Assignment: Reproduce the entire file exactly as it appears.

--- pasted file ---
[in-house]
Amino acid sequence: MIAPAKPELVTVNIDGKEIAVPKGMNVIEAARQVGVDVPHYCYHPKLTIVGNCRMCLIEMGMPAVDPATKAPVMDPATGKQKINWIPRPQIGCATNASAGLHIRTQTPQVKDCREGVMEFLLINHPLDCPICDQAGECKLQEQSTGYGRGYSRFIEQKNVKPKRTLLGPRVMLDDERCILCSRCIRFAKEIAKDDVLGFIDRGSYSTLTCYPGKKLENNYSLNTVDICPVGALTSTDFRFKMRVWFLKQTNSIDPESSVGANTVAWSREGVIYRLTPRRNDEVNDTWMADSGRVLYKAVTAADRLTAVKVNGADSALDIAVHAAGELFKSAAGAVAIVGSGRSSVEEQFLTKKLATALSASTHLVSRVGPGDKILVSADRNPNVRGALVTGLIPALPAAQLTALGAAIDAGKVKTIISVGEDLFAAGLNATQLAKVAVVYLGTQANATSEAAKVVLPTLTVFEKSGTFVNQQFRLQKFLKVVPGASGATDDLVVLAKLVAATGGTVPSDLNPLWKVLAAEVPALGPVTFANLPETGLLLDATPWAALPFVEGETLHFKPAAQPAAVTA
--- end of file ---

[in-house]
Amino acid sequence: MIAPAKPELVTVNIDGKEIAVPKGMNVIEAARQVGVDVPHYCYHPKLTIVGNCRMCLIEMGMPAVDPATKAPVMDPATGKQKINWIPRPQIGCATNASAGLHIRTQTPQVKDCREGVMEFLLINHPLDCPICDQAGECKLQEQSTGYGRGYSRFIEQKNVKPKRTLLGPRVMLDDERCILCSRCIRFAKEIAKDDVLGFIDRGSYSTLTCYPGKKLENNYSLNTVDICPVGALTSTDFRFKMRVWFLKQTNSIDPESSVGANTVAWSREGVIYRLTPRRNDEVNDTWMADSGRVLYKAVTAADRLTAVKVNGADSALDIAVHAAGELFKSAAGAVAIVGSGRSSVEEQFLTKKLATALSASTHLVSRVGPGDKILVSADRNPNVRGALVTGLIPALPAAQLTALGAAIDAGKVKTIISVGEDLFAAGLNATQLAKVAVVYLGTQANATSEAAKVVLPTLTVFEKSGTFVNQQFRLQKFLKVVPGASGATDDLVVLAKLVAATGGTVPSDLNPLWKVLAAEVPALGPVTFANLPETGLLLDATPWAALPFVEGETLHFKPAAQPAAVTA